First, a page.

The Minnesota Historical Society preserves and makes available a wide range of materials chronicling Minnesota's history and culture. The goals of the Collections Department are to collect and preserve; provide access and interpretation; and engage in education and outreach. This blog is a tool to share these stories and let people know what is happening in the department.
At the heart of all his activities, Ober loved canoe camping. He enjoyed traveling the Boundary Waters, setting up camp, cooking over the campfire, and sleeping under the canvas. Ober kept journals of all his canoe trips and the people he traveled with. He always brought his camera along, and his violin. Ober played violin into the night, singing to the wilderness, or sometimes just a short tune to remember by.
The Ernest C. Oberholtzer exhibit in the library lobby highlights items Ober brought with him on his canoe trips, including his violin, on loan from The Oberholtzer Foundation. To see these and other items, visit the Gale Family Reference Library Lobby display now on view!
The MNHS has an Ernest Oberholtzer oral history collection. In it Oberholtzer reminisces about all facets of his life and career: his explorations in northern Minnesota; his opposition to lumbering and damming operations in the Rainy Lakes area by Edward W. Backus and others; the Quetico-Superior program; the Shipstead-Newton-Nolan Bill passed by the U.S. Congress in 1930, which set aside public lands in the present Superior National Forest; other aspects of conservation in northern Minnesota and elsewhere; Ojibwe Indian culture and stories; and many related topics. The Ediphone that belonged to Ober is now on view in the Library Lobby; Ober would use it when conducting his own interviews.
This is a view of Nueltin Lake in Nunavut, Canada. Ernest Oberholtzer traveled with his friend and guide Billy Magee in 1912 into northern Canada and over to Hudson Bay. During an arduous month that took an unmapped route, Oberholtzer snapped this view of the lake.
To learn more about Oberholtzer's journey and his life and dedication to conservation efforts, visit the Gale Family Reference Library Lobby display now on view!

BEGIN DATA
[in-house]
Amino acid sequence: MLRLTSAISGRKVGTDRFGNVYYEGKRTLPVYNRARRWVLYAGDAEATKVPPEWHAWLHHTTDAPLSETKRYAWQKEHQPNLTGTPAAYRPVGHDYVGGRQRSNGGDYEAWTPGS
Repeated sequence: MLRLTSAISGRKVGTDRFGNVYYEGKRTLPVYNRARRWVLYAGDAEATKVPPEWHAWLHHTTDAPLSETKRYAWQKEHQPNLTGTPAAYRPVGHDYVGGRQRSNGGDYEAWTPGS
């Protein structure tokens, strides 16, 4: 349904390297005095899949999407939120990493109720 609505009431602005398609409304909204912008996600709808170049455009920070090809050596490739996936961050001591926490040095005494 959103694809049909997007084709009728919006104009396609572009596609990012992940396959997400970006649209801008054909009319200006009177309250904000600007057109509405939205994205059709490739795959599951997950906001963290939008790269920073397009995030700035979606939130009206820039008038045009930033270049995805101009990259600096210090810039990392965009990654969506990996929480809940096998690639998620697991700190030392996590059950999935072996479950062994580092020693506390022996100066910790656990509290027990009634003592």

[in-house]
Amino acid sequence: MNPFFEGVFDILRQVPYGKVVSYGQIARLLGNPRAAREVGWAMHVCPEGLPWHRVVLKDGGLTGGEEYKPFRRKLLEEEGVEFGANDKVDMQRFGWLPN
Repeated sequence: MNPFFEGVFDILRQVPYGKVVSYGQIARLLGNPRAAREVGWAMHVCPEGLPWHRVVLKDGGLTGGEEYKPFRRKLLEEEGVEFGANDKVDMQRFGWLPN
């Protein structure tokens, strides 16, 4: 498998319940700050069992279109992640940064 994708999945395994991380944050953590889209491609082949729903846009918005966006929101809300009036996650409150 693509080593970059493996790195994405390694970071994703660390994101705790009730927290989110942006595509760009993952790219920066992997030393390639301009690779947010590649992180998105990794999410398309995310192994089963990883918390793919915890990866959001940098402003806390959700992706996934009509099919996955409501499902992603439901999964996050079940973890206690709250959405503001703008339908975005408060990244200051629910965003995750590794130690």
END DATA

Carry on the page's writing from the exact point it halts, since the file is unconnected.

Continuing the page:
This photo from the Minneapolis Star and Tribune shows a girl with an August 1937 calendar, pointing to Friday the 13th. She does not seem to be happy about it.
Hope your day today is a good one!
This image forms part of Minneapolis and St. Paul Newspaper Negative Collection, available in the Gale Family Library here at MNHS.
This Hmong woman’s ikat jacket is reversible: one side is indigo-dyed cotton trimmed with red piping and the other showcases cross-stitch embroidery (detail shown here).
It was made in the 1980s.
It is still technically summer, and this watercolor seems reminiscent of our recent weather.
Adolf Dehn painted this in 1950; it is called "Summer Afternoon."
On September 8, 1919 (one hundred years ago), the Minnesota Legislature ratified the 19th amendment to the Constitution securing women's right to vote.
This is the front page of the Minneapolis newspaper the next day. The author of this article was a woman, and the third paragraph reads:
"Womanly, they next gave vent to their emotions by serving an old-fashioned chicken dinner to the men of Minnesota who directly gave them the vote."
See the whole page.
This wall hanging was created by the 3rd grade class at the Shaw School in Austin, MN and depicts motifs from Laura Ingalls Wilder's "On The Banks of Plum Creek." The designs are made from felt, yarn, and cardboard. The pictures follow the story of the Ingalls family as they settled in Minnesota and made a life for themselves here. The hanging was made in 1970-71.
This photo shows young women walking to school in 1927.
My favorite thing about it is that stack of books the woman on the right is carrying!